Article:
The product's popularity was rather short lived as their target market quickly discovered that those bright flashing red lights put them at a distinct disadvantage when fleeing the local gendarmerie after dark.
The wearers were probably dismayed to learn the feature that allowed them to, "Take back the night!" failed to come with any mechanism to turn off their "fleeing felon beacons" save ditching them mid-stride and continuing their flight barefoot.
Message: Posted by: Pete Biro (Oct 12, 2004 06:39PM)
My guess is if no one else that had this item patented it, then the one that got smart and did so is the winner (maybe not ethically, but legally).
Message: Posted by: Jonathan Townsend (Oct 13, 2004 09:47AM)
Nice thing about the current market is that even patents have no meaning, as you can easily ship an item offshore for reproduction and have thousands ready to sell and nobody can stop you.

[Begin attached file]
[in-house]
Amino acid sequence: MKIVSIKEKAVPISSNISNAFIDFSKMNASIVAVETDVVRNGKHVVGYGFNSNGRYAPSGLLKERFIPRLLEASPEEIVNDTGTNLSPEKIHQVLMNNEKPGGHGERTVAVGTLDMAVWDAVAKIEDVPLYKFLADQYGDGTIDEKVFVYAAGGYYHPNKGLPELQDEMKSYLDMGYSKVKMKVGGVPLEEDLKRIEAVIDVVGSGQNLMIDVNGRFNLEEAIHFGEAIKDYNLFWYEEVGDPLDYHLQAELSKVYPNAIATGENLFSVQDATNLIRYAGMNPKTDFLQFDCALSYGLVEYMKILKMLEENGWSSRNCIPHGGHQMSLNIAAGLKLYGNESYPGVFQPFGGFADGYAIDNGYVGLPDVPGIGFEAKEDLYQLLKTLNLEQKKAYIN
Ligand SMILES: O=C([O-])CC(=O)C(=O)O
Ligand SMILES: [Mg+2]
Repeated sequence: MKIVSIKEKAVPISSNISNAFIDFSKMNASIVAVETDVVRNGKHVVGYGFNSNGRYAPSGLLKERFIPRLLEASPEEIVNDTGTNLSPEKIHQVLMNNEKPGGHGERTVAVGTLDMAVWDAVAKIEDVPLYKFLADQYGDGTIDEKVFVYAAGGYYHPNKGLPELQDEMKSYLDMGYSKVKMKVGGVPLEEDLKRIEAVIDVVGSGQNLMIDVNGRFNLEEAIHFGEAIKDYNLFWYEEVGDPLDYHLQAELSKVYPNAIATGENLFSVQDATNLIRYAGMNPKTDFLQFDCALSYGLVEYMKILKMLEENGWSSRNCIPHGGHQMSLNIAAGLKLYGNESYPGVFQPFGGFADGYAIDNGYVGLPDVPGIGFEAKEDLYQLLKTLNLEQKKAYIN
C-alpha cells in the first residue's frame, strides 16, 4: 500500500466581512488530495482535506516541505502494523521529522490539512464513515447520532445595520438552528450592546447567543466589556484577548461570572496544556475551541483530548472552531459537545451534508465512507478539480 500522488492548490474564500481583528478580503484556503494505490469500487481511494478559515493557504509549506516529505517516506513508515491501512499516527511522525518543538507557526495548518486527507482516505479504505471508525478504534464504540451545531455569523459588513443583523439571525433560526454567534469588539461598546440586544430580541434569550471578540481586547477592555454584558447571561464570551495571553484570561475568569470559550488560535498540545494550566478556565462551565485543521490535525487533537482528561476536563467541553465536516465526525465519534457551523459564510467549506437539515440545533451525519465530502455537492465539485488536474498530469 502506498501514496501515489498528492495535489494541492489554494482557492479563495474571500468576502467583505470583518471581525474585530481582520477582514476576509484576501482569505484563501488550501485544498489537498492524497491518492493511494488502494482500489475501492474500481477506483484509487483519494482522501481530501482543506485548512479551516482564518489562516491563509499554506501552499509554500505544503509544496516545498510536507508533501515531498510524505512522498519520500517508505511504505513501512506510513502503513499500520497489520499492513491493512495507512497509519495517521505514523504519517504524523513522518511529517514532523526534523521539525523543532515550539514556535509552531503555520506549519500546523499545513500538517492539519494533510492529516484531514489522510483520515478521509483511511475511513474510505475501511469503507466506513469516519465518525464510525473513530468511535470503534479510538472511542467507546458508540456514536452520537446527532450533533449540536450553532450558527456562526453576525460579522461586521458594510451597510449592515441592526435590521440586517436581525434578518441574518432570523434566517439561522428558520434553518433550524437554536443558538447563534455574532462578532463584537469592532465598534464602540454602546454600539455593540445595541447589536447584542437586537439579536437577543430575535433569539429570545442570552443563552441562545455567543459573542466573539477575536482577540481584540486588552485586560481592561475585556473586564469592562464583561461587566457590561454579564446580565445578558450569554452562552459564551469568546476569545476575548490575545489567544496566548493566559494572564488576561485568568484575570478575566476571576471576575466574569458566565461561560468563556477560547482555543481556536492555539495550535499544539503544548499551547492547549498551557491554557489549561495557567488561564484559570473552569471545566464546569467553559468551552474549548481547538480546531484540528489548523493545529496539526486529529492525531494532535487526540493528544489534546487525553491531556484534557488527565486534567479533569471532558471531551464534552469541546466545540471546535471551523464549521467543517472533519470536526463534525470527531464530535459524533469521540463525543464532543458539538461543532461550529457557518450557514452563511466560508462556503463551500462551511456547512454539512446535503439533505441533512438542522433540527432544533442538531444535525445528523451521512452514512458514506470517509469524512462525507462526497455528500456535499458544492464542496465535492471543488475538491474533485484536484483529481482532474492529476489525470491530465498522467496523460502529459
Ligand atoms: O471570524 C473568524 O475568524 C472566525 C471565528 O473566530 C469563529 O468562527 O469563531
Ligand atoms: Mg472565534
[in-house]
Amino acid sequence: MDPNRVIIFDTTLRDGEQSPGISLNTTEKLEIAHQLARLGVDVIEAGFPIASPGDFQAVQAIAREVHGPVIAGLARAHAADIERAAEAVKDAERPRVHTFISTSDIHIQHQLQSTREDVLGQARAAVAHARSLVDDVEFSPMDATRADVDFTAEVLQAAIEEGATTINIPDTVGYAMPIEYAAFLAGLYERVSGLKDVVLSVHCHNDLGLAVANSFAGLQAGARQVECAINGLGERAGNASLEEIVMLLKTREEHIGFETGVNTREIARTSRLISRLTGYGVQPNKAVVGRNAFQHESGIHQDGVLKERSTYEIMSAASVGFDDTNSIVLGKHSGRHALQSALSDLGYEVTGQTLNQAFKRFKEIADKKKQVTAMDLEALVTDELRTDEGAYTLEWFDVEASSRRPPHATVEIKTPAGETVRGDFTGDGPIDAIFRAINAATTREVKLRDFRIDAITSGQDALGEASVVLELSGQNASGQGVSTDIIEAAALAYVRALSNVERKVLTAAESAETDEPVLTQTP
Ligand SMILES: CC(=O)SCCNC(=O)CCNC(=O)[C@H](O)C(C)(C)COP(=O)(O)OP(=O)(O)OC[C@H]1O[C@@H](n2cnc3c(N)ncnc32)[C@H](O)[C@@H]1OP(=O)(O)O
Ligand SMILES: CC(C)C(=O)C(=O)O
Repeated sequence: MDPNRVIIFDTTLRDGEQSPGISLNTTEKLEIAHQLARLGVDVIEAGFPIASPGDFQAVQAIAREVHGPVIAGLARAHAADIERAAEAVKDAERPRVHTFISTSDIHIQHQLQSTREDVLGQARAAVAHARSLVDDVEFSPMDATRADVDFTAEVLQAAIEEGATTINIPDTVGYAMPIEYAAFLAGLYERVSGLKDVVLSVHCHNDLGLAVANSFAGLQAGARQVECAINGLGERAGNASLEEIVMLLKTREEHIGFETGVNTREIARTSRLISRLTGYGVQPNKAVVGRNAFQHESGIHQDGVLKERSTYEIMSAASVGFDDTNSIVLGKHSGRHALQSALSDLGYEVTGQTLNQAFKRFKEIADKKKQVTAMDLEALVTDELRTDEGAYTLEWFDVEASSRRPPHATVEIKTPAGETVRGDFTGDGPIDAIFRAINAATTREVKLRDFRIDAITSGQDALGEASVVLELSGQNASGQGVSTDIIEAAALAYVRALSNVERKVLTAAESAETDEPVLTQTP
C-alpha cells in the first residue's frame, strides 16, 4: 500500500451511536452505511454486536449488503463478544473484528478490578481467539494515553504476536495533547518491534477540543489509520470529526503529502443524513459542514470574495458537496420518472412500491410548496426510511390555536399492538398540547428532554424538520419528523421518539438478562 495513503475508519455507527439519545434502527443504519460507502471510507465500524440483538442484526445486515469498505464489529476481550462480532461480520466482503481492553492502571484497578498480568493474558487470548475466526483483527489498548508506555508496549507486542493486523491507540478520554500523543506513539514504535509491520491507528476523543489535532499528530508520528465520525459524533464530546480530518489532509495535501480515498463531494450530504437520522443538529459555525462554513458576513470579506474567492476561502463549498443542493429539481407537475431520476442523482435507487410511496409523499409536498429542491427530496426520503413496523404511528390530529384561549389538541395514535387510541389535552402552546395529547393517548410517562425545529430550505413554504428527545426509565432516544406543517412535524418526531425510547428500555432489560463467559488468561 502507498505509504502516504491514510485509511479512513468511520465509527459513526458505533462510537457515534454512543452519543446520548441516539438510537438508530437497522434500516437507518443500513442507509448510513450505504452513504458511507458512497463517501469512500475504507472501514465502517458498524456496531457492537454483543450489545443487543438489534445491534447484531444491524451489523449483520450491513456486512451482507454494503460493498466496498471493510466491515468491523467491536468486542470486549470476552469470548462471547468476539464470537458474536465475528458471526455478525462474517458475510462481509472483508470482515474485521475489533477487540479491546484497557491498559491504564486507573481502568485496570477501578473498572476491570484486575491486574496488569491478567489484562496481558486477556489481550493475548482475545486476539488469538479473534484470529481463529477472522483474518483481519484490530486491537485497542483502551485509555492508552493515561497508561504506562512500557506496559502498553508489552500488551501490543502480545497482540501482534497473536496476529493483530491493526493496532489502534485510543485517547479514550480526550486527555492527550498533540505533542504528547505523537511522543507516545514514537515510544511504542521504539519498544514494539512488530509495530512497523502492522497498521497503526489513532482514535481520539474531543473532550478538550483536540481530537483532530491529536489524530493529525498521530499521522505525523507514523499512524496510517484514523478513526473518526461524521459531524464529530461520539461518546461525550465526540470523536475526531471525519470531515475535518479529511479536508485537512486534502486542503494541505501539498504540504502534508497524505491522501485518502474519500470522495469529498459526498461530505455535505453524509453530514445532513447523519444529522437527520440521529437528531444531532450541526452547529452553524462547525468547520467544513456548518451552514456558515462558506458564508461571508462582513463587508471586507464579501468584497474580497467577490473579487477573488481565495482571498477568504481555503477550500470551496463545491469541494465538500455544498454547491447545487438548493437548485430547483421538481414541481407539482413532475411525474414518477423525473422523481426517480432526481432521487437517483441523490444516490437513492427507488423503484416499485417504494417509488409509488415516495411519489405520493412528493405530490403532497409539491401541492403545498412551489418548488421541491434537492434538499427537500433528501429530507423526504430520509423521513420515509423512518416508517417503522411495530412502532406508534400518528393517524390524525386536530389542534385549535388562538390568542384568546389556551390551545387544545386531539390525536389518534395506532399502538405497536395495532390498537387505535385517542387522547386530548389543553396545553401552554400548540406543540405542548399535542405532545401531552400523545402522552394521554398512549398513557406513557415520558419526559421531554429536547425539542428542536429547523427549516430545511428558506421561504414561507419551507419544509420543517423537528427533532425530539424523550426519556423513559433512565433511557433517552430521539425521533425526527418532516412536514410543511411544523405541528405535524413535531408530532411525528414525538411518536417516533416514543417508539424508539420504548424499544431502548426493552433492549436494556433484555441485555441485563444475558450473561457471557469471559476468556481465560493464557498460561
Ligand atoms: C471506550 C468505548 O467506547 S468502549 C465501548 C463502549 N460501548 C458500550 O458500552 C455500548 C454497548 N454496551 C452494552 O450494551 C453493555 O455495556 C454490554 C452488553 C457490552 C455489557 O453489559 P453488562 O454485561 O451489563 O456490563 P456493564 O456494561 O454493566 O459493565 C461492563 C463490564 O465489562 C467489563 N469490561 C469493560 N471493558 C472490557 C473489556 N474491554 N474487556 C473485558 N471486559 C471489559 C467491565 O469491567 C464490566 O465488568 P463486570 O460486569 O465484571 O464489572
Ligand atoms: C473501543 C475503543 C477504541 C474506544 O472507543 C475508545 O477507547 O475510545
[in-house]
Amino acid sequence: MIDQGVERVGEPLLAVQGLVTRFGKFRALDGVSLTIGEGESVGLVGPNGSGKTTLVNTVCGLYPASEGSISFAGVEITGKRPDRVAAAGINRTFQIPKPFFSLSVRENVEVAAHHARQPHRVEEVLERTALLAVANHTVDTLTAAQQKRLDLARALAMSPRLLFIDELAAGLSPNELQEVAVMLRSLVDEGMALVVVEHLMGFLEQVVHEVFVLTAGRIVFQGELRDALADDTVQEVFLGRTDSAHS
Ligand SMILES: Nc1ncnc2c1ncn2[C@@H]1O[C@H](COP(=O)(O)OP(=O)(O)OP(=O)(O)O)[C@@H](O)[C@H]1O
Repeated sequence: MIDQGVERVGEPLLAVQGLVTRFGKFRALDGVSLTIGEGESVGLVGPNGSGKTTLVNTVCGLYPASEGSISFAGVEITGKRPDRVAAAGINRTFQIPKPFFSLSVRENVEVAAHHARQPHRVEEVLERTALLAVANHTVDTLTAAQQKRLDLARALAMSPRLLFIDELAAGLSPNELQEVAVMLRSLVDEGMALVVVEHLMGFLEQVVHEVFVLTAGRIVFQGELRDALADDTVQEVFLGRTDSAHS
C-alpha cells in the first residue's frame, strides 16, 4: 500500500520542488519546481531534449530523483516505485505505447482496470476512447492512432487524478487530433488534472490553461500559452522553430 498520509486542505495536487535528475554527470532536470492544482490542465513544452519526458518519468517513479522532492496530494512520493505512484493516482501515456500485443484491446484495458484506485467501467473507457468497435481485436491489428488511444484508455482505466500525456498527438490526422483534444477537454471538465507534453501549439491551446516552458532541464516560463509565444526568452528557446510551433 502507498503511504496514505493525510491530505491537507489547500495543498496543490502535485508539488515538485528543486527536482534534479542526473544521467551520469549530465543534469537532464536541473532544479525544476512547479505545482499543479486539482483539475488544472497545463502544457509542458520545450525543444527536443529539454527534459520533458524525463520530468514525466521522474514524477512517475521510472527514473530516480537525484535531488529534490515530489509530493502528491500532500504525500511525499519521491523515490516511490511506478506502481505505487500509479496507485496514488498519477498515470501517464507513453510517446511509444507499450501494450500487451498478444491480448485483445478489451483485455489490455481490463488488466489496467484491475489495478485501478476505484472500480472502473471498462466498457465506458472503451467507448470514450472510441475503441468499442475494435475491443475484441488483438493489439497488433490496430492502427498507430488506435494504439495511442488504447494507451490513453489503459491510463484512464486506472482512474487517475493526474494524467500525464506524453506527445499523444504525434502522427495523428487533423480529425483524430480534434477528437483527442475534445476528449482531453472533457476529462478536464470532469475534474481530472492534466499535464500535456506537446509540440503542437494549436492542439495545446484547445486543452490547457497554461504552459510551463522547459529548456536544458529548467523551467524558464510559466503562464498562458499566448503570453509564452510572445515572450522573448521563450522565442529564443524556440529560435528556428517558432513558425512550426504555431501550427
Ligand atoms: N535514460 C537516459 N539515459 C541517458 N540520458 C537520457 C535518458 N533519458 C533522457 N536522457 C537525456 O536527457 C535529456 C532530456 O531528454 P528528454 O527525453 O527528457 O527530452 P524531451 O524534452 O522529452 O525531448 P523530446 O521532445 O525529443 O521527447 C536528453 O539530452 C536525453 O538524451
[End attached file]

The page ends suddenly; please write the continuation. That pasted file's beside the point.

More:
All that MIGHT stop such a process is an ethical component in our community.

BUT for that to work, people will have to abandon any claims to copied material, and work almost directly with the inventors.
Message: Posted by: jdknight (Nov 4, 2004 03:30PM)
I know it always seems to be different for magicians, but if one person invented an item, you can probably bet that someone else has already invented it as well. Regardless of whether or not anyone else is aware of it. With nearly 4 (?) billion people in the world, it would seem to be rare indeed that only one person could invent something independant of someone else.

You know, it was with great dismay that I see window cornices made from wooden molding being sold in every Home Depot or Expo, and Lowes store, as I invented these years ago... but never patented them (who would pay good money for such a simple thing?).

Oh Well... you can bet that I will patent my wooden kitchen utensils...someday!
Message: Posted by: jonnycardel (Nov 12, 2004 10:44AM)
When ever I intent a new effect it's not long until I see it somewhere else. more so with internet
Message: Posted by: Dino Bondesan (Dec 29, 2004 09:56PM)
Juan Mayoral came up with his stuff to a lecture in Brazil.